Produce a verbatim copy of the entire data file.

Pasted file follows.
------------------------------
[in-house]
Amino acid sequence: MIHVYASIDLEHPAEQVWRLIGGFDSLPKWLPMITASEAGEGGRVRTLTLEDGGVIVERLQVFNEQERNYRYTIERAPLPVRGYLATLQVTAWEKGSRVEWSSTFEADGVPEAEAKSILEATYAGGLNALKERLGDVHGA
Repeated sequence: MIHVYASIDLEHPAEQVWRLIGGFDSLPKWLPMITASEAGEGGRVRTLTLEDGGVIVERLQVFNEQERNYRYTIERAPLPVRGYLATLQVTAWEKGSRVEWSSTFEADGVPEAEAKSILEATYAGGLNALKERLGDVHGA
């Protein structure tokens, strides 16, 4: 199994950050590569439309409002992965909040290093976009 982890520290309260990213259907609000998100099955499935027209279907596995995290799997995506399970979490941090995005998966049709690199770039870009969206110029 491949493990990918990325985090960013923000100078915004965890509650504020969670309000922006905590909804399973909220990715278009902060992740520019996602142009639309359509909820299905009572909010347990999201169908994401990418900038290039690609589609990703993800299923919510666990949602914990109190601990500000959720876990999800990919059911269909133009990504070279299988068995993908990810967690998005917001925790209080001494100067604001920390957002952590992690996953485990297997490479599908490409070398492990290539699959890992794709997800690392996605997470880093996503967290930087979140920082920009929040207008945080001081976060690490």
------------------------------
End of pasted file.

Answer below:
[in-house]
Amino acid sequence: MIHVYASIDLEHPAEQVWRLIGGFDSLPKWLPMITASEAGEGGRVRTLTLEDGGVIVERLQVFNEQERNYRYTIERAPLPVRGYLATLQVTAWEKGSRVEWSSTFEADGVPEAEAKSILEATYAGGLNALKERLGDVHGA
Repeated sequence: MIHVYASIDLEHPAEQVWRLIGGFDSLPKWLPMITASEAGEGGRVRTLTLEDGGVIVERLQVFNEQERNYRYTIERAPLPVRGYLATLQVTAWEKGSRVEWSSTFEADGVPEAEAKSILEATYAGGLNALKERLGDVHGA
């Protein structure tokens, strides 16, 4: 199994950050590569439309409002992965909040290093976009 982890520290309260990213259907609000998100099955499935027209279907596995995290799997995506399970979490941090995005998966049709690199770039870009969206110029 491949493990990918990325985090960013923000100078915004965890509650504020969670309000922006905590909804399973909220990715278009902060992740520019996602142009639309359509909820299905009572909010347990999201169908994401990418900038290039690609589609990703993800299923919510666990949602914990109190601990500000959720876990999800990919059911269909133009990504070279299988068995993908990810967690998005917001925790209080001494100067604001920390957002952590992690996953485990297997490479599908490409070398492990290539699959890992794709997800690392996605997470880093996503967290930087979140920082920009929040207008945080001081976060690490």